Oh, I know, it should be "openTCP"! No, no, why are you using "openTcp" – this is ugliness for its own sake! The only important thing is to get the first letter of a name right, and then you can use natural capitalization! Unless, of course, it's "openTCPIPSocket", and then we have a problem again. "openTcpIpSocket"?.. Some people just can't handle it and resort to underscores: openTCP_IPsocket, open_TCP_IP_socket… It's no use. It's ugly no matter what you do.

Capital letters coming from the natural language, like those in acronyms and names of people, are the smaller part of the problem – Tcp looks ugly, but you know what it means. The other part of the problem is the capital letters coming from formal languages, such as mathematical notation.

For example, in computer vision it's common to denote 3D coordinates with uppercase X,Y,Z, and 2D coordinates with lowercase x,y. In a case-sensitive language, it's damn natural to follow this convention, and it works very well for a local variable X or x (including the case when you use both in the same function). It doesn't work so well when you try to name functions or classes after their arguments/coordinate systems.

Does xySomething start with a lowercase x because it's a function, or because it really accepts x values of 2D coordinates? What about xYSomething – is the Y capitalized because "y" is a word and we always capitalize the first letter of a word, or maybe the function expects Y values of 3D coordinates?

You can have a function working with 3D X coordinates and 2D y coordinates, you know. I think it's better to call it XySomething than xYSomething, because meaning is more important than convention. But did the author of the function think so, too? Of course, we can use an underscore to "clarify" the intent: something_Xy. The underscore clearly shows that the part after the underscore doesn't follow standard naming conventions, so it must be according to the computer-vision-specific convention.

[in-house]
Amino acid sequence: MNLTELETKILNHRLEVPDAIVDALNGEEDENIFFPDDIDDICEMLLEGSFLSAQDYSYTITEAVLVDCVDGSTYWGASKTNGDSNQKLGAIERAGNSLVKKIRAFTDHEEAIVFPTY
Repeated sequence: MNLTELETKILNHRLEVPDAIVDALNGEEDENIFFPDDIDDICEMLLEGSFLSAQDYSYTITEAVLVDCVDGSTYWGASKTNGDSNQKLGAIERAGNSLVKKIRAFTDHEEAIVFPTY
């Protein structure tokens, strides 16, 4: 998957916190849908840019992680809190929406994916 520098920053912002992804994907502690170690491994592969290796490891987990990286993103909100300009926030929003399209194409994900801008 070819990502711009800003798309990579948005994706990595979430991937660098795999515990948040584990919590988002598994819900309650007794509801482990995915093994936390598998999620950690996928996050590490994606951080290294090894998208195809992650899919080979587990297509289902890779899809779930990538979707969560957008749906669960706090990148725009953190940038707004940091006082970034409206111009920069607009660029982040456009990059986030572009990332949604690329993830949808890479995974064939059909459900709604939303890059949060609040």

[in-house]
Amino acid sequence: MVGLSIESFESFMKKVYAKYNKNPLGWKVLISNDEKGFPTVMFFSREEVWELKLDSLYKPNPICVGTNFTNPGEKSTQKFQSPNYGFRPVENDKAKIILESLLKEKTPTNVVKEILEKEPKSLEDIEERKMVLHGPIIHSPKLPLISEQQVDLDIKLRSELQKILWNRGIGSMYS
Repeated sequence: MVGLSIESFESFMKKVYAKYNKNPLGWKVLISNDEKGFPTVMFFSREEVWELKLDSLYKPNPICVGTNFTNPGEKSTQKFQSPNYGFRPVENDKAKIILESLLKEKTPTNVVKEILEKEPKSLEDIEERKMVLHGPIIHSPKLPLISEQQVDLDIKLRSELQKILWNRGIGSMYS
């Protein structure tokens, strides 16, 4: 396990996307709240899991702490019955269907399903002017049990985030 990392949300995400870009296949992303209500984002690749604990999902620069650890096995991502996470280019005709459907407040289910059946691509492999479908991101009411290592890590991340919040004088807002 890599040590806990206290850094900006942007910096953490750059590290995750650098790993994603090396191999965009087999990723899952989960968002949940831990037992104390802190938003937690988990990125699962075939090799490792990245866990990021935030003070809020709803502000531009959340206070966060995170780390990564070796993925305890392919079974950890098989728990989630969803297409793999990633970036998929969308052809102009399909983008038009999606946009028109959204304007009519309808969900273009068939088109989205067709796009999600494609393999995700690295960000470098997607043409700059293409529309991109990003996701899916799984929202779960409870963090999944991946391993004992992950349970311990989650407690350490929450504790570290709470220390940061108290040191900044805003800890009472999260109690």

So what happens is that CamelCase code deteriorates to the following state:

  1. You have ugly names like tcpIpOpen.
  2. Since you also have names like TCP_IP_Open, your real naming convention is "camel case with underscores". Which is equivalent to "any identifier that compiles".

Maybe there's a good way to augment CamelCase with rules that make it work well. I probably wouldn't know. I ought to say that I'm not that good at naming conventions in particular and in Best Practices in general. But I doubt there's a good case-sensitive naming convention out there.

Just look at the Python naming convention. You basically have everything. thingslikethis, ThingsLikeThis, things_like_this, thingsLikeThis, and they're all attached to different types of object (module, class, function, method). And every time your language entity convention disagrees with the common sense (class TCPIPSocket), you've got yourself an ugly name. And in a way, this is a good convention, because it at least tries to be consistent with the common conventions used in C, C++ and Java.

The annoying part of this is the slowdown. "Um, how should I spell this name?.." There are actual capitalization trade-offs here. Programming is almost exclusively about making decisions and choosing trade-offs. It's quite tiring, really. Nobody wants to be making some more pointless decisions on the way just for the fun of it. Maybe it's just me and the kind of people I've worked with, but I've always, always bumped into lots and lots of names which looked like a compromise. Somebody was thinking hard here. And it looks ugly anyway.


Code, data and interactive programming

"Are code and data the same thing?" I haven't conducted a poll, but I think the following answers are the most popular ones: